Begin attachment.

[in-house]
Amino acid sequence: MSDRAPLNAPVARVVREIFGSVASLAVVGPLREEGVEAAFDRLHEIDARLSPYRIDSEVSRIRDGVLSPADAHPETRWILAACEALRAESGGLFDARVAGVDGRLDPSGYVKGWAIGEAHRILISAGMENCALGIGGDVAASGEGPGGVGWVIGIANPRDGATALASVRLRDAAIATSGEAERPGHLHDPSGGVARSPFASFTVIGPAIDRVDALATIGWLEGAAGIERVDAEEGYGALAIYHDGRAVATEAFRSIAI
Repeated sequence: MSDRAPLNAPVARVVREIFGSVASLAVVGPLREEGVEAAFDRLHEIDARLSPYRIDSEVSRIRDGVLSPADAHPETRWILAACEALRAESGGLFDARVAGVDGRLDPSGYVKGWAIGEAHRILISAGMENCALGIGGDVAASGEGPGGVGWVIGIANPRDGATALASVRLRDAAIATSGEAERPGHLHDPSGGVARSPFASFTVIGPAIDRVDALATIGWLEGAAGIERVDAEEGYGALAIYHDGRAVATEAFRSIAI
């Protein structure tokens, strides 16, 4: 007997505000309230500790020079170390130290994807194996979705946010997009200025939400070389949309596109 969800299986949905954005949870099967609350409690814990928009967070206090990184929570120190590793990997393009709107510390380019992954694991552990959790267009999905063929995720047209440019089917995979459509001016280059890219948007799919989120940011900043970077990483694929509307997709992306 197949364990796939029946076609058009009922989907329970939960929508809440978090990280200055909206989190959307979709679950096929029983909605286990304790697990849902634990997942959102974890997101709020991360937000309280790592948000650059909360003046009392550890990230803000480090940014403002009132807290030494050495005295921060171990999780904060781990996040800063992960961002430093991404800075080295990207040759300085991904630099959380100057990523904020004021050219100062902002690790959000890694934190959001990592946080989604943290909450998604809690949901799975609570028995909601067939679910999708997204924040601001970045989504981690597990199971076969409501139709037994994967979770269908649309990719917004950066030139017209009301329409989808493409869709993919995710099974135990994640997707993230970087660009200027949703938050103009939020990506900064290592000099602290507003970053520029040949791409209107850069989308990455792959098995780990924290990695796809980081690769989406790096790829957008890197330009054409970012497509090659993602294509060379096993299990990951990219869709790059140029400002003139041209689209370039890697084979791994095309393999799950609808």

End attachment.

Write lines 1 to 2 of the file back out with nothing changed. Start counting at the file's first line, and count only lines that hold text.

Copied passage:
[in-house]
Amino acid sequence: MSDRAPLNAPVARVVREIFGSVASLAVVGPLREEGVEAAFDRLHEIDARLSPYRIDSEVSRIRDGVLSPADAHPETRWILAACEALRAESGGLFDARVAGVDGRLDPSGYVKGWAIGEAHRILISAGMENCALGIGGDVAASGEGPGGVGWVIGIANPRDGATALASVRLRDAAIATSGEAERPGHLHDPSGGVARSPFASFTVIGPAIDRVDALATIGWLEGAAGIERVDAEEGYGALAIYHDGRAVATEAFRSIAI